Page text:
Caterpillars and quests

A few weeks ago, a group of kindergartners and I came upon the largest, whitest, 51TEZraFt-L._SX305_BO1,204,203,200_spookiest-looking caterpillar imaginable along the Blockston Branch. Almost grub-like, with pink dots along its edges, this rather naked-looking specimen would not have looked out of place in a science fiction movie. The kids and I rushed back to the Visitor’s Center to look up native caterpillars, hoping to identify the butterfly or moth that would morph from such a strange larval form. Alas, the mystery remains unsolved.

Mysteries are what I love best about being a self-proclaimed naturalist. When you observe the world with a questioning mind, there is limitless knowledge to be gained. If our earth were a book, it would be The Neverending Story. Which is why, when a student asks me a question to which I have no answer, I’m not ashamed to say “I don’t know, but I’ll do my best to find out.”  The joy is in the quest.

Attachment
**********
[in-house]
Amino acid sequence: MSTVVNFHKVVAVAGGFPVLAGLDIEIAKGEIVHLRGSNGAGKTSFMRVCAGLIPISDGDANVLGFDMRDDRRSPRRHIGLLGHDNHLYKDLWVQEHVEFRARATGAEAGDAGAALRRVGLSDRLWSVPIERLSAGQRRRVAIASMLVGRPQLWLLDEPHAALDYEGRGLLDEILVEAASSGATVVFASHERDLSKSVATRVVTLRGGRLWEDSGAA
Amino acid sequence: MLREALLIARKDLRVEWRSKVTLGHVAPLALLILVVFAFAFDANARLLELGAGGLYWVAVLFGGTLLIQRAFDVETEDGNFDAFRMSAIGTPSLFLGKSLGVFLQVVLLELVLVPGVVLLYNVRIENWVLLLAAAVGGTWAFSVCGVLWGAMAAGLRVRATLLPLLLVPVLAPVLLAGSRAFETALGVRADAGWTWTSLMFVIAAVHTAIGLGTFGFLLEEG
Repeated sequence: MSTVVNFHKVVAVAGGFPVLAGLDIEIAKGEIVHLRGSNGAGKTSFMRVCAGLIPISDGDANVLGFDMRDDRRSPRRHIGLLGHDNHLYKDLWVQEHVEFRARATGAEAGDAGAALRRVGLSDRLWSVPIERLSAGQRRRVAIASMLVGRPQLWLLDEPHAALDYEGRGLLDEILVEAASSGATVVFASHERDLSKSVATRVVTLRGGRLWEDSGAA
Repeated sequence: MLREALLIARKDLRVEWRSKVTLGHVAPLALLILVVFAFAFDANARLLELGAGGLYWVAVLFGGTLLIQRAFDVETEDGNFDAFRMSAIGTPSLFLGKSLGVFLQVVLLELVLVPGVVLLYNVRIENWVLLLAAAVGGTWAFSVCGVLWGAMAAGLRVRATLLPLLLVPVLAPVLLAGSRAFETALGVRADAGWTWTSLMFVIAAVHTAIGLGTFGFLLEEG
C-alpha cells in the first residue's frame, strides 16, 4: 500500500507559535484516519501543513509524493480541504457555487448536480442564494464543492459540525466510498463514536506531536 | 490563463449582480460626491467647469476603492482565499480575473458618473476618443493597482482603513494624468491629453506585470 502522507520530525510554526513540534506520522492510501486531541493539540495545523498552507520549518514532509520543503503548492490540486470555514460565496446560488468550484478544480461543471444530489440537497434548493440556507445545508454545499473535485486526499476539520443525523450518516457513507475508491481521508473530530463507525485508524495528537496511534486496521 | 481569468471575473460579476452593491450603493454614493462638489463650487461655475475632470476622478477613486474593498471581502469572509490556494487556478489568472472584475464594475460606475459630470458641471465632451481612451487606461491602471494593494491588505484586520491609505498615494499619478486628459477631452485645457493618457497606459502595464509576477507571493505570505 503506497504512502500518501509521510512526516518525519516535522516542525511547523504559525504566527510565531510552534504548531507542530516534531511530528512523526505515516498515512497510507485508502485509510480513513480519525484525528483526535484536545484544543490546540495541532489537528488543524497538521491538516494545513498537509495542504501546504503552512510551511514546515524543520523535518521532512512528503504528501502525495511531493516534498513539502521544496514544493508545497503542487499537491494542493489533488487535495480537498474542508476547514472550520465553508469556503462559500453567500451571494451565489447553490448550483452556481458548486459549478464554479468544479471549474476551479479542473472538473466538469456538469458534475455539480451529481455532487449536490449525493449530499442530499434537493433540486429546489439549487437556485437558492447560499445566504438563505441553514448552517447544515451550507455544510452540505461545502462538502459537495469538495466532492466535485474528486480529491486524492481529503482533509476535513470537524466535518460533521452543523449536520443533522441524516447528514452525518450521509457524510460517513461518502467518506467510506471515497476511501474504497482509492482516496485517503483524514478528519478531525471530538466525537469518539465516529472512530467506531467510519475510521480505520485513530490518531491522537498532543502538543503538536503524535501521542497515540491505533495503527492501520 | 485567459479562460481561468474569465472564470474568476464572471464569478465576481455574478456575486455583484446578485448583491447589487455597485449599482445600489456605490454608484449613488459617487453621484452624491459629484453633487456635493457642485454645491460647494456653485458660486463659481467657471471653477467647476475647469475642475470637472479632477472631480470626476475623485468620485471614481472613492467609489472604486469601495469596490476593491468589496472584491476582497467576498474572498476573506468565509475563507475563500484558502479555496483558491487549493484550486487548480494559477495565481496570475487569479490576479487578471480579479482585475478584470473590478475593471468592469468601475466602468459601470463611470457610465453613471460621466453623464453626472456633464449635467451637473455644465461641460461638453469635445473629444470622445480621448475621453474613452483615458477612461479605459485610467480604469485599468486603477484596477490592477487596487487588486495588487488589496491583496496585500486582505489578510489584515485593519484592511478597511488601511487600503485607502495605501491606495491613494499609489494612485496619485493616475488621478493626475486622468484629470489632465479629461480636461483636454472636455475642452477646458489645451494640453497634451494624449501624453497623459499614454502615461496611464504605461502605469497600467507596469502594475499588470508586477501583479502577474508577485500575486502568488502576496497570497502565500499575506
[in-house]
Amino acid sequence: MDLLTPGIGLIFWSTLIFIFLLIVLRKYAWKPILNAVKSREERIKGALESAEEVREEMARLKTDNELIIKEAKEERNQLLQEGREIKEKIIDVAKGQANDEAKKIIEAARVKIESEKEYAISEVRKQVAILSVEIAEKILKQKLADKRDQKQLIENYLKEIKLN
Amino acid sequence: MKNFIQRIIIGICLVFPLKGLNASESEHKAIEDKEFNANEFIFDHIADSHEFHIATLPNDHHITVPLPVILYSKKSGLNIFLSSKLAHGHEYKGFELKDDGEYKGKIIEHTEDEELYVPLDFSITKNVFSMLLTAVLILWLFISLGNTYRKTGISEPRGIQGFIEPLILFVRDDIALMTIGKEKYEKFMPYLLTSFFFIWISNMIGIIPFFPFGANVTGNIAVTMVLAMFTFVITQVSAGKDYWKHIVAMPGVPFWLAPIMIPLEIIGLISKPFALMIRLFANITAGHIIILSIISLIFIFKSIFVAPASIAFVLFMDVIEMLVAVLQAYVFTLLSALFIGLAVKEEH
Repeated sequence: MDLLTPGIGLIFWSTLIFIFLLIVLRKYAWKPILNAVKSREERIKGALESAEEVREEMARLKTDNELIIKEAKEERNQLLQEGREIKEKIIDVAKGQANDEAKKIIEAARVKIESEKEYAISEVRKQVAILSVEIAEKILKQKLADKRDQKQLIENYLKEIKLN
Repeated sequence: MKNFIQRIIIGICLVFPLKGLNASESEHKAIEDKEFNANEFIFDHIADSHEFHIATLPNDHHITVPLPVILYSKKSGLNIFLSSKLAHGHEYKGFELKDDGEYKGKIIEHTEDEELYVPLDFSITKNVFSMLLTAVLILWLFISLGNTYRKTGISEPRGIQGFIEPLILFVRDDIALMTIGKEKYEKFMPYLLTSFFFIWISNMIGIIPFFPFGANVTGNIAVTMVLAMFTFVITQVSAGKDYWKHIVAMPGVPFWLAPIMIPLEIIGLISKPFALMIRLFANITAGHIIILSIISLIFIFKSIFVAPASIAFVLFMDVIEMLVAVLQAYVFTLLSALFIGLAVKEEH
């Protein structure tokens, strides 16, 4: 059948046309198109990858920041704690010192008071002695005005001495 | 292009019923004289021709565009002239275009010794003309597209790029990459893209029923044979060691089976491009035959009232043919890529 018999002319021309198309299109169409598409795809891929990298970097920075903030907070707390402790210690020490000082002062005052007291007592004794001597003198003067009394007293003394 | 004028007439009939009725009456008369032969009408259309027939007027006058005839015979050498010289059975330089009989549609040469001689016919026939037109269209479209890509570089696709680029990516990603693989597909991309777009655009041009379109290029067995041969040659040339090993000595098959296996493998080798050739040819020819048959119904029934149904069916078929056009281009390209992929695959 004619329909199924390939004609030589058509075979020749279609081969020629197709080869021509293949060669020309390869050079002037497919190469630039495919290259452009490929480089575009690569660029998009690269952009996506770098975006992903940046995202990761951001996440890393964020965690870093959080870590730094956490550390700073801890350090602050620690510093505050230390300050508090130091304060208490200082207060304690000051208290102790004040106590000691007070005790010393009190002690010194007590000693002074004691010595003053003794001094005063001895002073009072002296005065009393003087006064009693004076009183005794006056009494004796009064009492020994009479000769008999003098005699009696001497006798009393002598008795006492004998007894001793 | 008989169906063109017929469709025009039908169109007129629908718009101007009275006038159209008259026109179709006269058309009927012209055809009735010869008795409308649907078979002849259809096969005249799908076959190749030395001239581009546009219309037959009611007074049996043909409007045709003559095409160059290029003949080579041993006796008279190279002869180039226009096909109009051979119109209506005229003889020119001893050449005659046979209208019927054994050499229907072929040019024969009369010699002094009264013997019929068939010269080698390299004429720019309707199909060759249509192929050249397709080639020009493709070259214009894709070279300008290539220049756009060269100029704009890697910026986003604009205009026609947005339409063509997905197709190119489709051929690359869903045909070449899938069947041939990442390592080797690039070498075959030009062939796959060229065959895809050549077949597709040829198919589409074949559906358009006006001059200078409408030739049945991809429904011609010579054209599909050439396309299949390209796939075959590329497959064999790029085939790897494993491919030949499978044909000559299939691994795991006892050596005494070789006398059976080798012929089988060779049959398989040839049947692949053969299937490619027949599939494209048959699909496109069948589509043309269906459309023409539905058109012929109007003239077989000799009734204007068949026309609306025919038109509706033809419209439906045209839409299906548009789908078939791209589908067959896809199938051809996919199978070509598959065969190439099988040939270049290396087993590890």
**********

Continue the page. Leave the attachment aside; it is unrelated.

by Jenny Houghton
Youth Program Coordinator

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